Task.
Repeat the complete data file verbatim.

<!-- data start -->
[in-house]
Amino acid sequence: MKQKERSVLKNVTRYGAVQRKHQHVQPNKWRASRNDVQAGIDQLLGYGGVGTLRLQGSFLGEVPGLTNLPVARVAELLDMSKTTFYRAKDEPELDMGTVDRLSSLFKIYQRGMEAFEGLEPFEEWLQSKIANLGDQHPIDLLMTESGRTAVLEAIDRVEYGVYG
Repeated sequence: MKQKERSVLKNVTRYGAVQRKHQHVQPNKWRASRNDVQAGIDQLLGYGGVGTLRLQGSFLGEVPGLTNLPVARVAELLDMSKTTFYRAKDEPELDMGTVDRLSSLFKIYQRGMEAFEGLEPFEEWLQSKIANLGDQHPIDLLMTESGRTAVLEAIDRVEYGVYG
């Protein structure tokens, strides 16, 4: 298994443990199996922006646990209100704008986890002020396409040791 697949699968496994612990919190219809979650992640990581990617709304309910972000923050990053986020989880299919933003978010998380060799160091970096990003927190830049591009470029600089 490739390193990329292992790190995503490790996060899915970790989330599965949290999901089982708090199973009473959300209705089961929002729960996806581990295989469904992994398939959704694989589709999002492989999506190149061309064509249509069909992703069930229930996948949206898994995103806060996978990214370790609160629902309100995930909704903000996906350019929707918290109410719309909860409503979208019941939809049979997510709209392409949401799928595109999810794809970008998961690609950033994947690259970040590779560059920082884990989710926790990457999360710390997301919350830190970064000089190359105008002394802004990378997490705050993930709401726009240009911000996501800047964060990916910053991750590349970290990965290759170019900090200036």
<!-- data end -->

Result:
[in-house]
Amino acid sequence: MKQKERSVLKNVTRYGAVQRKHQHVQPNKWRASRNDVQAGIDQLLGYGGVGTLRLQGSFLGEVPGLTNLPVARVAELLDMSKTTFYRAKDEPELDMGTVDRLSSLFKIYQRGMEAFEGLEPFEEWLQSKIANLGDQHPIDLLMTESGRTAVLEAIDRVEYGVYG
Repeated sequence: MKQKERSVLKNVTRYGAVQRKHQHVQPNKWRASRNDVQAGIDQLLGYGGVGTLRLQGSFLGEVPGLTNLPVARVAELLDMSKTTFYRAKDEPELDMGTVDRLSSLFKIYQRGMEAFEGLEPFEEWLQSKIANLGDQHPIDLLMTESGRTAVLEAIDRVEYGVYG
């Protein structure tokens, strides 16, 4: 298994443990199996922006646990209100704008986890002020396409040791 697949699968496994612990919190219809979650992640990581990617709304309910972000923050990053986020989880299919933003978010998380060799160091970096990003927190830049591009470029600089 490739390193990329292992790190995503490790996060899915970790989330599965949290999901089982708090199973009473959300209705089961929002729960996806581990295989469904992994398939959704694989589709999002492989999506190149061309064509249509069909992703069930229930996948949206898994995103806060996978990214370790609160629902309100995930909704903000996906350019929707918290109410719309909860409503979208019941939809049979997510709209392409949401799928595109999810794809970008998961690609950033994947690259970040590779560059920082884990989710926790990457999360710390997301919350830190970064000089190359105008002394802004990378997490705050993930709401726009240009911000996501800047964060990916910053991750590349970290990965290759170019900090200036």